University's links to slavery acknowledged in new report

The university traces its origins to the institution which was founded in 1796 with funding from slavery.

Strathclyde University’s links to slavery acknowledged in new report Strathclyde University via Supplied

A new report sheds light on the “uncomfortable truth” about a Scottish university’s historic links to slavery,

The University of Strathclyde report found that four presidents of The Anderson Institution – the forerunner to the university – were enslavers between 1812 and 1840.

The school, which has stated that it was engaged in activities to advance racial equality, traces its origins to the institution which was founded in 1796 with funding from profits made off the back of enslaved people.

It added that it would also expand its investment in work which raises awareness of the legacy of slavery in the city of Glasgow in response to the report.

This Institute was the result of a bequest by Professor John Anderson, who wished to create “a place of useful learning” in the city following his departure from the University of Glasgow.

However, Anderson left insufficient funds for this new institution and the 81 trustees named in his will and legacy were left to raise the necessary money to fulfil his wish. 

The report found that some of these funds came from the city’s merchants, much of whose wealth derived from the profits of businesses involving enslaved people in the Americas and which flowed into many of the city’s civic institutions.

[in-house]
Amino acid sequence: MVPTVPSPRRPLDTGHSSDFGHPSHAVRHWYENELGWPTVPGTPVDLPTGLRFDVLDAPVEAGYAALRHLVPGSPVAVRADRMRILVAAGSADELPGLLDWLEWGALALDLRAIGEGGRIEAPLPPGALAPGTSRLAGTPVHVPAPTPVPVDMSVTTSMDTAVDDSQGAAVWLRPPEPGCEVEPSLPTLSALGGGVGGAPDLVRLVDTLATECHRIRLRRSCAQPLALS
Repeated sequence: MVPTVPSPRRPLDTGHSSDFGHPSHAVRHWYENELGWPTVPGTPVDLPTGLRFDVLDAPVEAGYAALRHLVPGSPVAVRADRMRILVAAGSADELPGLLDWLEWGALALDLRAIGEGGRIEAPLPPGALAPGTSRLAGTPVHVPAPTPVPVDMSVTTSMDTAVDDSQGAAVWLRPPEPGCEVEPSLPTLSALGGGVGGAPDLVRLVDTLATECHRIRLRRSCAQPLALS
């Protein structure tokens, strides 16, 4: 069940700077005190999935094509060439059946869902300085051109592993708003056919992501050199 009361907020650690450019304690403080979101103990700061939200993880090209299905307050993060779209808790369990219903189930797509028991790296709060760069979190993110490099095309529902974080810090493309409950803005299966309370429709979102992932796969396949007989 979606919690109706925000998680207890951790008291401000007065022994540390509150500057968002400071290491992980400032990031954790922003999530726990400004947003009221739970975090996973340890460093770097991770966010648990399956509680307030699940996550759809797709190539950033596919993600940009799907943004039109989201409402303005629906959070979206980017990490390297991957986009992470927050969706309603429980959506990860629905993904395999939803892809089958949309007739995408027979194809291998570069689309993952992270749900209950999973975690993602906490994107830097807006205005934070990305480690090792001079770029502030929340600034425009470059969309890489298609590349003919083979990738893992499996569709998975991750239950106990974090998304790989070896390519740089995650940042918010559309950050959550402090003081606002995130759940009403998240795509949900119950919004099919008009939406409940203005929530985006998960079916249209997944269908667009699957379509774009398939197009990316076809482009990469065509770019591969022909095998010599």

Professor Richard Finlay, the head of the School of Humanities at the University of Strathclyde said: “Anderson’s Institution was founded in a city that was still sucking in the profits from slavery.

“Glasgow’s merchants, through ruthless efficiency and business innovation, established themselves by the 1760s as the main port in the United Kingdom for the tobacco trade.

“The Tobacco Lords did not just profit from the labour of enslaved Africans, they actively promoted and extended the use of enslaved labour through the supply of credit and loans for plantation development.”

The report, which was published on Monday, also identified individuals in the university’s past with links to slavery who donated money or played a significant role in the institution’s governance.

These included four past presidents who were members of the Glasgow West India Association who lobbied in favour of slavery before the Abolition of Slavery Act 1833.

University principal Professor Sir Jim McDonald said: “Today the University of Strathclyde prides itself on being a socially progressive institution that champions equality and diversity.

“As an institution so closely entwined with the City of Glasgow, it was perhaps inevitable that there would be connections to the abomination that is slavery.

“It is nonetheless shocking and provides new context regarding the university’s foundational story.

“It is only right that we acknowledge this uncomfortable truth and to recognise and accept that much of our city’s, and our nation’s, history and prosperity has been built through the exploitation of other peoples and this is deeply regrettable.”

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